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Letters persistence after physical offset: Visual word form area and left planum temporale. An fMRI study

Authors

  • Francesco Barban,

    Corresponding author
    1. Clinical and Behavioural Neurology Laboratory, IRCCS Fondazione Santa Lucia, Rome, Italy
    2. Neuroimaging Laboratory, IRCCS Fondazione Santa Lucia, Rome, Italy
    • Neuroimaging Laboratory, IRCCS Fondazione Santa Lucia, Via Ardeatina, 306, 00179 Roma, Italy
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  • Gian Daniele Zannino,

    1. Clinical and Behavioural Neurology Laboratory, IRCCS Fondazione Santa Lucia, Rome, Italy
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  • Emiliano Macaluso,

    1. Neuroimaging Laboratory, IRCCS Fondazione Santa Lucia, Rome, Italy
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  • Carlo Caltagirone,

    1. Clinical and Behavioural Neurology Laboratory, IRCCS Fondazione Santa Lucia, Rome, Italy
    2. Institute of Neurology, University of Rome “Tor Vergata”, Italy
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  • Giovanni A. Carlesimo

    1. Clinical and Behavioural Neurology Laboratory, IRCCS Fondazione Santa Lucia, Rome, Italy
    2. Institute of Neurology, University of Rome “Tor Vergata”, Italy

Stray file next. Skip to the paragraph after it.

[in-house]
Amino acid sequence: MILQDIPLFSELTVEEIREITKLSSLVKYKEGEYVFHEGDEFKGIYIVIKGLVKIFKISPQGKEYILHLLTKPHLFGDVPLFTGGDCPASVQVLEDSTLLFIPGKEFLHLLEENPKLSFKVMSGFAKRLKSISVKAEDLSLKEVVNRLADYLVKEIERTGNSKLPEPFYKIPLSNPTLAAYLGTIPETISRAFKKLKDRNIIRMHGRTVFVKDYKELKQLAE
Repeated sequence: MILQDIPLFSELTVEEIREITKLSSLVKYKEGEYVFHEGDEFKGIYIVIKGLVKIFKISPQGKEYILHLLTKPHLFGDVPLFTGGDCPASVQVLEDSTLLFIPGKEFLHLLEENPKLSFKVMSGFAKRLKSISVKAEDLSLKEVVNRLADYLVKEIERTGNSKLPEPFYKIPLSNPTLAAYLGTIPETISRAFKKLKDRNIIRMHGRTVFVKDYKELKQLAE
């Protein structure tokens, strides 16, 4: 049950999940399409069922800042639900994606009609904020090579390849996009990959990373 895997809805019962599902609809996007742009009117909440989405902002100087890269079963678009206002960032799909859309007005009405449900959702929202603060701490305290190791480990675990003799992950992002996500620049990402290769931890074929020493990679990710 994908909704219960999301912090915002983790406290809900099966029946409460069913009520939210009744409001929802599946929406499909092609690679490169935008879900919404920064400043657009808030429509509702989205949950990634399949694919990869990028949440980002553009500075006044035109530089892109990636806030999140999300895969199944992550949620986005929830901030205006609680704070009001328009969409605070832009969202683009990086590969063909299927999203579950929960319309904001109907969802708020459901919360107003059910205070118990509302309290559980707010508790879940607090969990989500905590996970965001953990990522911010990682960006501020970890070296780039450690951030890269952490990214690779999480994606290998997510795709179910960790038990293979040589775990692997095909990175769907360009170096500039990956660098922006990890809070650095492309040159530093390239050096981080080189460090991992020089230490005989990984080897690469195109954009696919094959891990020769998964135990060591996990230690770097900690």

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Abstract

Iconic memory is a high-capacity low-duration visual memory store that allows the persistence of a visual stimulus after its offset. The categorical nature of this store has been extensively debated. This study provides functional magnetic resonance imaging evidence for brain regions underlying the persistence of postcategorical representations of visual stimuli. In a partial report paradigm, subjects matched a cued row of a 3 × 3 array of letters (postcategorical stimuli) or false fonts (precategorical stimuli) with a subsequent triplet of stimuli. The cued row was indicated by two visual flankers presented at the onset (physical stimulus readout) or after the offset of the array (iconic memory readout). The left planum temporale showed a greater modulation of the source of readout (iconic memory vs. physical stimulus) when letters were presented compared to false fonts. This is a multimodal brain region responsible for matching incoming acoustic and visual patterns with acoustic pattern templates. These findings suggest that letters persist after their physical offset in an abstract postcategorical representation. A targeted region of interest analysis revealed a similar pattern of activation in the Visual Word Form Area. These results suggest that multiple higher-order visual areas mediate iconic memory for postcategorical stimuli. Hum Brain Mapp, 2013. © 2012 Wiley Periodicals, Inc.

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